The progression of COVID-19 around the world tragically illustrates most leaders are struggling to deal with a natural phenomenon characterized by nonlinear exponential growth.
Kaua‘i has been one of the few exceptions, thanks to Mayor Kawakami’s early, bold leadership, which displayed “nonlinear thinking.” However, the state’s plan to reopen with a single pre-test starting Oct. 15 is, sadly, a reversion to “linear thinking.”
When nature behaves “linearly,” the severity of a problem varies directly with the size of source of the problem. The problem grows steadily as the source grows.
To solve the problem, you can wait until it becomes noticeable, take modest action to reduce the source, and continue ramping downward to return to normal or to some other acceptable level.
Leaders can compromise with nature to achieve a workable solution. However, COVID-19 is reminding us that nature can behave “nonlinearly,” too, with tragic consequences if very early major action is not taken. The essential idea of nonlinear behavior is that the rate of growth (rather than the size) of the problem varies with the size of the source.
The profound implication of this difference is that by the time a problem becomes noticeable, the growth rate of the problem has exploded and it is too late to only take “modest action.” Compromising with nature is not an option. Radical action to solve the problem is needed — as the COVID-19 shutdowns and other measures have shown.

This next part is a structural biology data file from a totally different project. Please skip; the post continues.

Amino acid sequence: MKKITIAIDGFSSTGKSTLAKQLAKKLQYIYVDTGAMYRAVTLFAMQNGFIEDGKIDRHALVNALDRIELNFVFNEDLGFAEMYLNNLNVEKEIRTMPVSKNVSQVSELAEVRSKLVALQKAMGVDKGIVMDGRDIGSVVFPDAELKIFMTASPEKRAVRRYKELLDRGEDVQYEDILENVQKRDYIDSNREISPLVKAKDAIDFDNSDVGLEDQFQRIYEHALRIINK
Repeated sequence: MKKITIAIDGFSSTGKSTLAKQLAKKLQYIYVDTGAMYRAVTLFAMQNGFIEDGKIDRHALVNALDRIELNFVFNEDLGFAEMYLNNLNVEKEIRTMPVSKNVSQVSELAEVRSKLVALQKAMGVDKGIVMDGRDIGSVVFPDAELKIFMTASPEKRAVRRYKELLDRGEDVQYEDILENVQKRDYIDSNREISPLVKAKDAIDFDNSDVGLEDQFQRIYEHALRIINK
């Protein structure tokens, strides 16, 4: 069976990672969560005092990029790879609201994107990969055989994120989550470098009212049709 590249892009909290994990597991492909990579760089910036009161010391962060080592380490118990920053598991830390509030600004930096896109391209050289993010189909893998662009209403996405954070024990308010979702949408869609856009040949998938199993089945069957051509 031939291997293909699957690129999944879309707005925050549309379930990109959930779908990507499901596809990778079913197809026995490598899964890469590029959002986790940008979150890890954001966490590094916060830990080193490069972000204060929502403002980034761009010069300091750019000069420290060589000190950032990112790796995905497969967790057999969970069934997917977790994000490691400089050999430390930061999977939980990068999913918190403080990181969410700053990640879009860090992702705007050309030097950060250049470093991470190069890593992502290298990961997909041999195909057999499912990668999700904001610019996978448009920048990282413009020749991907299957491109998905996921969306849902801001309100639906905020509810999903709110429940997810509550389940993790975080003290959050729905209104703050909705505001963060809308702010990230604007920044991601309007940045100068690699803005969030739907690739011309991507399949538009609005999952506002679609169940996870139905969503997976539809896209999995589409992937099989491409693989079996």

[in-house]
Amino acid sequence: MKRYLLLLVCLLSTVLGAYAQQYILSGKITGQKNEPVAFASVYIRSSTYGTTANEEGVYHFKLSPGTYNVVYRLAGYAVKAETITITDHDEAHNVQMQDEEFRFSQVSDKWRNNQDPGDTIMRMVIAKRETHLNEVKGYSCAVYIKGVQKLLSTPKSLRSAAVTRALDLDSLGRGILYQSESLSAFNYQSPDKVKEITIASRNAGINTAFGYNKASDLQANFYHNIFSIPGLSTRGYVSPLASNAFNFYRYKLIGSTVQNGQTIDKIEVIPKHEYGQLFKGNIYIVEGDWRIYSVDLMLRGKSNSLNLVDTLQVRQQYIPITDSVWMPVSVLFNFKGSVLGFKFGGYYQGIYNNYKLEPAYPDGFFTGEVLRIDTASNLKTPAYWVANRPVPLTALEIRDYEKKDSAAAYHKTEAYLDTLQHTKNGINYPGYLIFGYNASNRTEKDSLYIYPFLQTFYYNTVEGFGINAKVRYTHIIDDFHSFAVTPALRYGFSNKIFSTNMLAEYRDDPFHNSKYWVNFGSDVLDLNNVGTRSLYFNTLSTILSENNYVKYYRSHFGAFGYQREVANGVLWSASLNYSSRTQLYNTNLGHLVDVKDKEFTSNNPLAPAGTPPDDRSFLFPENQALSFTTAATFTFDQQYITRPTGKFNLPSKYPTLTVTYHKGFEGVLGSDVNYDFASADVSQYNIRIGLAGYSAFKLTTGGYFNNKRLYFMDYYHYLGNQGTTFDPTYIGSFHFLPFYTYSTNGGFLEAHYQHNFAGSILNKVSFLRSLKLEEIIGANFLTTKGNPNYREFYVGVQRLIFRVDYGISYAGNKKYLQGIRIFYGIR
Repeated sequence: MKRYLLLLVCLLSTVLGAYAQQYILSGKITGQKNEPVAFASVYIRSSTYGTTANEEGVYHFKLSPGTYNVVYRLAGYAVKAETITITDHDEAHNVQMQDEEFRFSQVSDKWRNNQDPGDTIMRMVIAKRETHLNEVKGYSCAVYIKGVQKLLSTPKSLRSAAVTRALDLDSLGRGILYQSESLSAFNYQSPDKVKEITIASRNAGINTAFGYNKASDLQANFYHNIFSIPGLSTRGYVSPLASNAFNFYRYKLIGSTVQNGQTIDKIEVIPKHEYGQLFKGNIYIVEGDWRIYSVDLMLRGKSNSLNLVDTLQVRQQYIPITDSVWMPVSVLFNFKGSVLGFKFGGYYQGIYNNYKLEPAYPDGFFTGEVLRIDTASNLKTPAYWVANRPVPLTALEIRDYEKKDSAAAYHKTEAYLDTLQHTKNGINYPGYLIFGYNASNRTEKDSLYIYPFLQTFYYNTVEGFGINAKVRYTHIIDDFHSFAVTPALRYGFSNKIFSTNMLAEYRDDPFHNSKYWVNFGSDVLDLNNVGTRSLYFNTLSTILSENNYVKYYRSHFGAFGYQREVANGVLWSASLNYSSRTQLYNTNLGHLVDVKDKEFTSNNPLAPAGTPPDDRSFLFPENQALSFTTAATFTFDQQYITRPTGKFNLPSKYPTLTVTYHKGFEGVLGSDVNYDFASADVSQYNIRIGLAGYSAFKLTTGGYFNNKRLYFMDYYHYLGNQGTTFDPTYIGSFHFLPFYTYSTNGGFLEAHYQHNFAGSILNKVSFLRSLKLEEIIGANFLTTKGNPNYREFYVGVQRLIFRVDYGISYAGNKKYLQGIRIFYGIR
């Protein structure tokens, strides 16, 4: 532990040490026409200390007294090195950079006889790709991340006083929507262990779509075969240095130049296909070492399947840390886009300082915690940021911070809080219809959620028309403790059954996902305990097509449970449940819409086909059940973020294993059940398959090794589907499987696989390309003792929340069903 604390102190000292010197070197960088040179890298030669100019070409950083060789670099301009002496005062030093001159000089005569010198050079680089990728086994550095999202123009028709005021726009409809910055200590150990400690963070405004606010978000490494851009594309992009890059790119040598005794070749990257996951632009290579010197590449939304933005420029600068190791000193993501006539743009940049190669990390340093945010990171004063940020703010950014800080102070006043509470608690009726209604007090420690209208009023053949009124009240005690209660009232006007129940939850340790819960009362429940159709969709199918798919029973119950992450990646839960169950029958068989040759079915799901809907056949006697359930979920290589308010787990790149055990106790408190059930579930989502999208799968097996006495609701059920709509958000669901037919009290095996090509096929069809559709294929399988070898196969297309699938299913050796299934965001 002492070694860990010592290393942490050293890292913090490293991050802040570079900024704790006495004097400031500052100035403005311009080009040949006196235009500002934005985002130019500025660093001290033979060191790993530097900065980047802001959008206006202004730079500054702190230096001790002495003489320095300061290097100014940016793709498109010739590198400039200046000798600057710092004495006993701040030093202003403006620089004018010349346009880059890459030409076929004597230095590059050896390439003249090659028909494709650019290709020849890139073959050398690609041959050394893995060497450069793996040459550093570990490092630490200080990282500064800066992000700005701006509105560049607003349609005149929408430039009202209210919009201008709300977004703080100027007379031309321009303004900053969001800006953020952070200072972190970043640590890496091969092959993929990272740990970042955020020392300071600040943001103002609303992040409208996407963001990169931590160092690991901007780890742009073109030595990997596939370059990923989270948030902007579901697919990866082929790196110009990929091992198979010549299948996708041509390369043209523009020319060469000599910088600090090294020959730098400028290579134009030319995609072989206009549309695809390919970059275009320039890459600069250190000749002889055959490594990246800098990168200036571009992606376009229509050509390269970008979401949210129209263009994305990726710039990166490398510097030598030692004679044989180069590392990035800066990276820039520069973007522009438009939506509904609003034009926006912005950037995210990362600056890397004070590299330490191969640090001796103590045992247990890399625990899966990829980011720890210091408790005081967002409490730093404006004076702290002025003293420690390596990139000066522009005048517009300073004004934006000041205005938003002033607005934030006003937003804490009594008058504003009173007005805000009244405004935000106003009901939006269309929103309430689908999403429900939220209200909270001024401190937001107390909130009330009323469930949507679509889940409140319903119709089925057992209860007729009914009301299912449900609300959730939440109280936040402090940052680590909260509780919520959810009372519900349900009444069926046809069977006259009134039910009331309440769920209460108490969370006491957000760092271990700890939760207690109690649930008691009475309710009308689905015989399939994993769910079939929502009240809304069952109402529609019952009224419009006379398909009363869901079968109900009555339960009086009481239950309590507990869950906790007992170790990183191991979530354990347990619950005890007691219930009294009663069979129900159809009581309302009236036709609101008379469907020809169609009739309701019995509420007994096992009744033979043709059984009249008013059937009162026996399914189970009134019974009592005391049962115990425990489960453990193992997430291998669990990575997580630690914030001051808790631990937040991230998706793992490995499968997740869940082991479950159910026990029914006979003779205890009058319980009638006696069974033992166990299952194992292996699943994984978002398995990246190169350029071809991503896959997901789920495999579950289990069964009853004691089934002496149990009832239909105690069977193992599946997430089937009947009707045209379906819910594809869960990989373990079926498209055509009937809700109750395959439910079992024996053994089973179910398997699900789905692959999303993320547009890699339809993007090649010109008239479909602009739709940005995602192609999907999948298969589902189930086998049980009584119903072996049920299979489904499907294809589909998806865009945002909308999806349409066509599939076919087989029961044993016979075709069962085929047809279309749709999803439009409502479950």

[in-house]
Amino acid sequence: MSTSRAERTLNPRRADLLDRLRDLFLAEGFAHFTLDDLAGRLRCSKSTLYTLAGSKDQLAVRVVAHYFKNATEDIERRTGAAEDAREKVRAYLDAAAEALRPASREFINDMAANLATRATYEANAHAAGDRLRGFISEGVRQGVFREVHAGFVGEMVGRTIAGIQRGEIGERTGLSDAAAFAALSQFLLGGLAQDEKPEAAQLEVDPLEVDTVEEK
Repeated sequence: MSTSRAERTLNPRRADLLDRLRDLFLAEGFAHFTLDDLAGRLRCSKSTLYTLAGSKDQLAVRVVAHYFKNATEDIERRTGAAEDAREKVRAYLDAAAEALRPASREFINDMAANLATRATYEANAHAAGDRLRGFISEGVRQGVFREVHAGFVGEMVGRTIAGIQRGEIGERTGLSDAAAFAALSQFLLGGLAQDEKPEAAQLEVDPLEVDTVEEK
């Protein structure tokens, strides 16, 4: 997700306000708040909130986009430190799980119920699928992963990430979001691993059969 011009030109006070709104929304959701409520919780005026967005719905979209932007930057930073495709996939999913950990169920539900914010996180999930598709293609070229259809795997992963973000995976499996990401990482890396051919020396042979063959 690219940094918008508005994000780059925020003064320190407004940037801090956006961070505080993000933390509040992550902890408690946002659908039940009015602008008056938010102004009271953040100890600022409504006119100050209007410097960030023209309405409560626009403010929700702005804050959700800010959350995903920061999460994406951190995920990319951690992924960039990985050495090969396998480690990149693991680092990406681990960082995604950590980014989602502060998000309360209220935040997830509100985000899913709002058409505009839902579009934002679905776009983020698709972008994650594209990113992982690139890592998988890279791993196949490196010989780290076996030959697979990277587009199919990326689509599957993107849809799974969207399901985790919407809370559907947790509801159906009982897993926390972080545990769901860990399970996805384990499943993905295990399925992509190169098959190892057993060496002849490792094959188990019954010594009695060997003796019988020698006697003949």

Let’s illustrate with two environmental problems. Air pollution is a largely “linear” problem, with air quality being roughly proportional to the amount of air pollutants being emitted. Air quality in Los Angeles in the early 1960s at times became so bad that it was a major health hazard and visibility was barely across the street. Finally, the federal government responded with the Clean Air Act, which required emissions to be ramped slowly downward, and over an extended period this modest action vastly improved the air quality.
In contrast, climate change is a “nonlinear” problem. The addition of greenhouse gases to our atmosphere increases the trapping of heat, which then affects the oceans, ice sheets and atmosphere, which together form Earth’s highly-nonlinear “climate system.” Because of this nonlinearity, “climate disruption” rather than “climate change” is the better name. This nonlinearity means “modest action” is not an option. Only early, bold, and sustained action will be sufficient.
Hawaiian wisdom recognizes society and the economy can only function well when the natural world is healthy. The shutdown of much of Hawai‘i’s economy at times to suppress COVID-19 pointedly shows this truth.
Our leaders have understandably faced pressure to reopen to tourists, but they must resist attempting to compromise with nonlinearity. Negotiating with nature this time is not an option. By keeping the virus suppressed, the large portion of Kaua‘i’s economy independent of tourism can at least remain open until a scientifically-sound reopening to travelers is possible
We must support our leaders to be “nonlinear” thinkers who can effectively handle the two major nonlinear challenges facing us: COVID-19 and climate disruption. “Nonlinear thinking” means taking very early, very bold action while a problem is barely visible. It means being ready to resist pressure to try to compromise with nonlinearity. Remember that the economy depends on malama ‘aina. Be creative in supporting and transitioning those suffering economic impacts out of no fault of their own.
Finally, we must all remember that COVID-19 is a full, very-consequential rehearsal for our response to climate disruption.
Julio Magalhaes, Ph.D., is a retired planetary climate scientist who resides in Kilauea.